I’m still away from home and still having my linking issues, so here is the link for a Wall Street Journal article on attempts by the Republican establishment to strengthen its position within the party.

Read it and come back to me.  I’ll wait. http://online.wsj.com/news/articles/SB10001424052702304753504579280084264850074

Some thoughts:

1.  Karl Rove spent $300 million dollars trying to beat Obama.  Maybe rather than trying to boss around Republican primary voters, Rove should spend more time trying to figure out how to win over our current population of persuadable general election voters.

2.  As Ramesh Ponnuru pointed out, 2012 was a bloodbath for Republican senatorial candidates of all factions.  Virginia’s George Allen and Wisconsin’s Tommy Thompson were both establishment favorites who went down to defeat.  The problem for all Republican factions is in the mirror.

3.  The WSJ article mentions that Republican leaders want to push child tax credits and flex time for workers.  Those ideas have been championed by Tea Party Senator Mike Lee.  I’m glad that the Republican establishment is focusing on middle-class concerns, but it was also the Republican establishment that spent the 2012 campaign focusing on the “you built that” valorization of high-earners (and so did the Tea Party - the problem is in the mirror).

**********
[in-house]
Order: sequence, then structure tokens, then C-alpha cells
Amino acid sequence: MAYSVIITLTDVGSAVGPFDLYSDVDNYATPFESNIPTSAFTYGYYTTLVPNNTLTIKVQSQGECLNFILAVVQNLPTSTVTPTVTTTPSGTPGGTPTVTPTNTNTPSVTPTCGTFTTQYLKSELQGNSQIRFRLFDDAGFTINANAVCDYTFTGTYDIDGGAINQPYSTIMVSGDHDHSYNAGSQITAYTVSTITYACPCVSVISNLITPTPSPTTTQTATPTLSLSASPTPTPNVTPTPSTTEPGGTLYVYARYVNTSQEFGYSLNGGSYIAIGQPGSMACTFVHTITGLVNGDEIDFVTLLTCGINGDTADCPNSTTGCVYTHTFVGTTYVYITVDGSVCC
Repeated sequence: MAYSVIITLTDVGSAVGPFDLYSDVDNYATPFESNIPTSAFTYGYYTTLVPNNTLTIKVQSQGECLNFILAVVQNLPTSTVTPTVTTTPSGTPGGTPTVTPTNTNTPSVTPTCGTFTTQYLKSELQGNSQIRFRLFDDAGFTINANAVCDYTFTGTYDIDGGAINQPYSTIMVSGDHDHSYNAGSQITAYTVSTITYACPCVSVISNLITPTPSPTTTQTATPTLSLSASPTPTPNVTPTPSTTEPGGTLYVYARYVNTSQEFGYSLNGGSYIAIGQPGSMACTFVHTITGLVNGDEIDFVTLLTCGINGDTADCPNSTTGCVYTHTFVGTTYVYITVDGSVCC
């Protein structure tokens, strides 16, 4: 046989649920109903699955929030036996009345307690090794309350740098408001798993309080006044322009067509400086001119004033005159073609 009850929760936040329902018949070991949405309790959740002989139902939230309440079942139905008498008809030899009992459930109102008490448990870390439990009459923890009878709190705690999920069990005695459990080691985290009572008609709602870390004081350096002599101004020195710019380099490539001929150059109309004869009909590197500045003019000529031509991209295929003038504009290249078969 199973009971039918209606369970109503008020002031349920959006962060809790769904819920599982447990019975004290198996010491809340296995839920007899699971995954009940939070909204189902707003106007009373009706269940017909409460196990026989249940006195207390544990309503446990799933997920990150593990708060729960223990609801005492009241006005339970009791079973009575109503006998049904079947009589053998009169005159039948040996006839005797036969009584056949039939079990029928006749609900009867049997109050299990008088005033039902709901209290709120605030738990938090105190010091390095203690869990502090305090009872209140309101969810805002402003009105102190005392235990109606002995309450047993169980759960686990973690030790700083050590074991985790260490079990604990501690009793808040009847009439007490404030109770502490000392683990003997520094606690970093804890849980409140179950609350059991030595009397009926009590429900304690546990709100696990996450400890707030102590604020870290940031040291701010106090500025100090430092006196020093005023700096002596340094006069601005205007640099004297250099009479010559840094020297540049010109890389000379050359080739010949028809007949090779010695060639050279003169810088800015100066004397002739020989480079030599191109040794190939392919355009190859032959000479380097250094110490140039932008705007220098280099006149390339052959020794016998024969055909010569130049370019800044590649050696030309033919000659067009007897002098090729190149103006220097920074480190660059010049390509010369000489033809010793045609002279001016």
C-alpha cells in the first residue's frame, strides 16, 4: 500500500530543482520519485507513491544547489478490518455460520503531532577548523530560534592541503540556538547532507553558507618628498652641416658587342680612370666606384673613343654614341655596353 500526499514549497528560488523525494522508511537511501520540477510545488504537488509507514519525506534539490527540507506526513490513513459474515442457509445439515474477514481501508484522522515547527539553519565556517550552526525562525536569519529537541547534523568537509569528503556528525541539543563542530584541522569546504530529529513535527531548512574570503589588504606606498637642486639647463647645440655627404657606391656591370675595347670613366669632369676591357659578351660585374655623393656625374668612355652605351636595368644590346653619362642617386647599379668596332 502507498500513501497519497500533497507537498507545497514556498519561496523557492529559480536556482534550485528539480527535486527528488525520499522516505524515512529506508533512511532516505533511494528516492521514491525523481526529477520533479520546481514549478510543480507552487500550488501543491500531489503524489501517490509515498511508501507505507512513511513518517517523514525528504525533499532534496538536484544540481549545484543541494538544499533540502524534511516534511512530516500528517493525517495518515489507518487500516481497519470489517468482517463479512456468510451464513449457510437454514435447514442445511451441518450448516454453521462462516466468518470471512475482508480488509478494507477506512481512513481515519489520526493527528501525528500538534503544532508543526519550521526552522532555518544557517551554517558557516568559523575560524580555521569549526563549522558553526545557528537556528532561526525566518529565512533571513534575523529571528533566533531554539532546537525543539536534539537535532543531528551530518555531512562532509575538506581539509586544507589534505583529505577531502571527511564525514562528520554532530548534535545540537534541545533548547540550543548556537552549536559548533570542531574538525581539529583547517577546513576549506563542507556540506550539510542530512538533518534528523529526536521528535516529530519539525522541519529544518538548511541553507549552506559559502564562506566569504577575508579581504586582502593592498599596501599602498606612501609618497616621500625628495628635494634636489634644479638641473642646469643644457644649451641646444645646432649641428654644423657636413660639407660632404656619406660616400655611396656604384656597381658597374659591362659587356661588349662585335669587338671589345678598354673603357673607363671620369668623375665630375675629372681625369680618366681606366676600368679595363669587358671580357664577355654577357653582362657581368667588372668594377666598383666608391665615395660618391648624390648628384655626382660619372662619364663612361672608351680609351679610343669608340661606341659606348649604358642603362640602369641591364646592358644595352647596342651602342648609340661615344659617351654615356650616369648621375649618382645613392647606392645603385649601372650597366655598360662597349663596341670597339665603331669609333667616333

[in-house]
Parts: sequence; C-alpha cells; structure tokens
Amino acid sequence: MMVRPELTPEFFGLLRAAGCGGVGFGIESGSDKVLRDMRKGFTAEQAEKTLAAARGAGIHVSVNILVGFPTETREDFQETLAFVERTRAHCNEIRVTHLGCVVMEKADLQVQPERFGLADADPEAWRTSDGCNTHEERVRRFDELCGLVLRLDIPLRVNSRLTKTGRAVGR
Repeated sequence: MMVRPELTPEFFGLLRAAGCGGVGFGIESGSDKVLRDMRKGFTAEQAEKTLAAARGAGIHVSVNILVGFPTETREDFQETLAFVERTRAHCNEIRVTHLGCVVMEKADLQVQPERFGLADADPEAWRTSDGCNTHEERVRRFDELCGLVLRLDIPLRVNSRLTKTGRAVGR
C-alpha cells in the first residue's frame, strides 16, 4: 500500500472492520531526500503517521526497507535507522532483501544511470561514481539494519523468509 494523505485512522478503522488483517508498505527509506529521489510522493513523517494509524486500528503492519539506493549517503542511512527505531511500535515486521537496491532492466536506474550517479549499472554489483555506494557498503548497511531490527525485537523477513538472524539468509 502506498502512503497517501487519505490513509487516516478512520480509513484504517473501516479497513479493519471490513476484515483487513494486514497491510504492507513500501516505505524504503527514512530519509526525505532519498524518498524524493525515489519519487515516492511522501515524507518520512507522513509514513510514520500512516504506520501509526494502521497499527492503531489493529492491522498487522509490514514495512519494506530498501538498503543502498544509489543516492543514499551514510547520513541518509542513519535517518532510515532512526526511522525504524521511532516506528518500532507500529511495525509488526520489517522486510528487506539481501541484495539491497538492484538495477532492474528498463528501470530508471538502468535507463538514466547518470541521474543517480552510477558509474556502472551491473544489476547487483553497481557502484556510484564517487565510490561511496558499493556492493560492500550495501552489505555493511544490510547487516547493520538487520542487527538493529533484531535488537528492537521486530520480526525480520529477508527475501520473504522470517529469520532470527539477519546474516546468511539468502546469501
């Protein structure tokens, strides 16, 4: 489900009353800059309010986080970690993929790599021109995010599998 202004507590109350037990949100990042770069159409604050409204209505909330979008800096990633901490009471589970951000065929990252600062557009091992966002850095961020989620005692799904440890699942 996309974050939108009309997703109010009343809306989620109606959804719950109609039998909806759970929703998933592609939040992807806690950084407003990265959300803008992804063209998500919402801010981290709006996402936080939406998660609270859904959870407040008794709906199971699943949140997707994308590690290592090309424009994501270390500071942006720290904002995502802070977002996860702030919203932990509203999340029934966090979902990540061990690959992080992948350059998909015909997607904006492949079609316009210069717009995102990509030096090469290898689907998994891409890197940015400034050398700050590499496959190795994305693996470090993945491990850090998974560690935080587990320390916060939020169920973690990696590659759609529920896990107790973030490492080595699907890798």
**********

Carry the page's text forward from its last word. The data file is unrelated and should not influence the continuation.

4.  If the Republican establishment were interested in recruiting more Mike Lees (from the populist side) and Mitch Danielses (from the establishment side), then their current intervention might make sense.  My sense is that they are more interested in Chamber of Commerce stooges like this guy:  http://www.weeklystandard.com/articles/congressman-who-says-no_770847.html?page=1

5.  If the Republican establishment really wants to be helpful, they could do something about the GOP’s huge disadvantage in field staffing.  http://enga.ge/15972-vs-6087/

Or the Republican establishment could invest in better understanding public opinion and finding more efficient ways to communicate with persuadable voters.  http://www.campaignsandelections.com/magazine/us-edition/428067/vaccines-vs-leeches.thtml

I suspect the first seems too much like work, and the second might yield uncongenial results for the current crop of establishment staffers and consultants (like hitting Democrats on late-term abortion is a more effective strategy than agitating for low-skill guest worker programs)


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Articles by Pete Spiliakos


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